Academic journal article College Student Journal

Qualitative Aspects of Group-Only Testing

Academic journal article College Student Journal

Qualitative Aspects of Group-Only Testing

Article excerpt

This study sought to determine how students would describe their group-only cooperative testing experiences in terms of key elements of cooperative learning often cited in the literature. Written comments of 159 graduate students were analyzed and 26 related categories of comments were derived from 495 statements of students enrolled in two graduate classes offered during nine months of a regular school year and two five-week summer terms. Students mentioned all five of the selected elements of cooperative learning within various contextual statements they wrote to describe their cooperative testing experiences. The results of this study indicated that positive experiences occurred more often than negative experiences across categories defined as (1) Positive Interdependence, (2) Face-to-Face Interaction, (3) Individual and Group Accountability, (4) Appropriate Use of Social Skills, and (5) Group Processing in this study. Students also reported predominantly positive psycho-social benefits such as lowered stress and test anxiety levels, friendships made, increased learning, and a strong preference for the group-only testing format. Teachers in the class also indicated a willingness to use this testing format in their own classrooms following their group testing experiences. Moreover, higher achievement gains were reported as part of students' experiences during the cooperative group-testing arrangement featured in this study.

**********

Over the years, the classroom practice of testing students alone has been the familiar method used to determine student achievement. This choice, however, is not the only option open to teachers. For example, when key principles of cooperative learning (Johnson and Johnson, 1999; Slavin, 1990; 1995; Jacobs, 2000) are integrated within a cooperative group testing format (Hanshaw, 1976; 1982; 2006), student achievement levels are observed to be significantly higher for students who worked in a cooperative testing environment compared to the traditional alone condition (Hanshaw, 1982; 2006; Meinster and Rose, 1993; Skidmore and Aagaard, 2004; Zimbardo, Butler, and Wolfe, 2003). Cooperative learning principles, therefore, are the foundation of effective cooperative testing arrangements. A list of the important principles previously developed into instructional methodologies is shown in Table 1 and a brief summary of the specific principles most applicable to this study is presented in Table 2. Readers may gain, therefore, an appreciation of the instructional uses of cooperative learning arrangements developed by others or they may choose to explore further the application of cooperative learning principles to classroom testing by examining Cooperative Classroom Testing (University Press of America, 2006).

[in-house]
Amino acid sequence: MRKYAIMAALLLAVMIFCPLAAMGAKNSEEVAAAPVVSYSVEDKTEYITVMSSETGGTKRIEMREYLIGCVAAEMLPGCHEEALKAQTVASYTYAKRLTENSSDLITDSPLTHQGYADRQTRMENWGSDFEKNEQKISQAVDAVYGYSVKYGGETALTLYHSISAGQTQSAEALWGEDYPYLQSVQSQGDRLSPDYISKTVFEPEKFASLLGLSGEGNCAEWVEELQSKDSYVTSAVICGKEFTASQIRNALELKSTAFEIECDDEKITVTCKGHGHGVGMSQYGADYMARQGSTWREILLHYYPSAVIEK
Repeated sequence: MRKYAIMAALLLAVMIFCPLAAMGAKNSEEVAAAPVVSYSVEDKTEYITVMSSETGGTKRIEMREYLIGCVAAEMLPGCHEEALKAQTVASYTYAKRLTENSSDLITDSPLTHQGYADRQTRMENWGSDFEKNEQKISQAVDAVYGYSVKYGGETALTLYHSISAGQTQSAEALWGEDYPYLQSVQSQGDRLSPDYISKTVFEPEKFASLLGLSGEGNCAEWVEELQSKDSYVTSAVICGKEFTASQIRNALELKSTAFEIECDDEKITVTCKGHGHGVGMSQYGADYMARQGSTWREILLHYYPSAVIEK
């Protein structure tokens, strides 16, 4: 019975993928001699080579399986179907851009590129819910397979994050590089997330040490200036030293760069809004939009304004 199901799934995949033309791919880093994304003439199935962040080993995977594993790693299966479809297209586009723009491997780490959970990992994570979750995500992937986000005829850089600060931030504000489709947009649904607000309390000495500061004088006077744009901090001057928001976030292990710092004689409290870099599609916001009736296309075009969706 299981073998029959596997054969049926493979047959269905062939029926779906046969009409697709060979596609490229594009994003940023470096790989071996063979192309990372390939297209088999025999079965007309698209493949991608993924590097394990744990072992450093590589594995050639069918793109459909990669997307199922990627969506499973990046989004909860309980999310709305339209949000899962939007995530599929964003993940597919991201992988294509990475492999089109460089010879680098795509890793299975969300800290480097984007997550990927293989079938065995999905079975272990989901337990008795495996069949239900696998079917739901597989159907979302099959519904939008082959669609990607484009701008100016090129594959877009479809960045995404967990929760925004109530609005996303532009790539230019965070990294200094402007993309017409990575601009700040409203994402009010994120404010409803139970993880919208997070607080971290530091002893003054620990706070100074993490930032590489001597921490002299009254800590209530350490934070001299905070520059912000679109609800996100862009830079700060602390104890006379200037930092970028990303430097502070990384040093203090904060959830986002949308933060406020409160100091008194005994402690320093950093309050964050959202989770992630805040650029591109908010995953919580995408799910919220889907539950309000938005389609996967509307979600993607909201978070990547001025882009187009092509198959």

Since students involved in cooperative testing arrangements work in complex social environments that are driven by the principles of cooperative learning (Jacobs, 2000; Vygotsky, 1978; Johnson and Johnson, 1999), then the extent to which these principles help to foster positive experiences other than achievement is also of interest. Hence, an examination of what students say that they experienced during cooperative testing episodes is of primary interest to this research.

Purpose

The primary purpose of this paper is to present the comments of students who experienced group-only cooperative testing; most of them for the first time. Because many of these students are classroom teachers, and others intend to teach, their comments are an important barometer of the extent to which cooperative testing principles may be used among teachers who personally experienced cooperative testing. A secondary purpose of this paper is (1) to connect the selected element(s) of cooperative learning mentioned in the literature with elements of cooperative learning that students felt most contributed to either a positive or a negative cooperative testing experience; (2) to determine the frequency of occurrence of those elements of cooperative learning students commented about as a result of experiencing several cooperative testing episodes (i. …

Search by... Author
Show... All Results Primary Sources Peer-reviewed

Oops!

An unknown error has occurred. Please click the button below to reload the page. If the problem persists, please try again in a little while.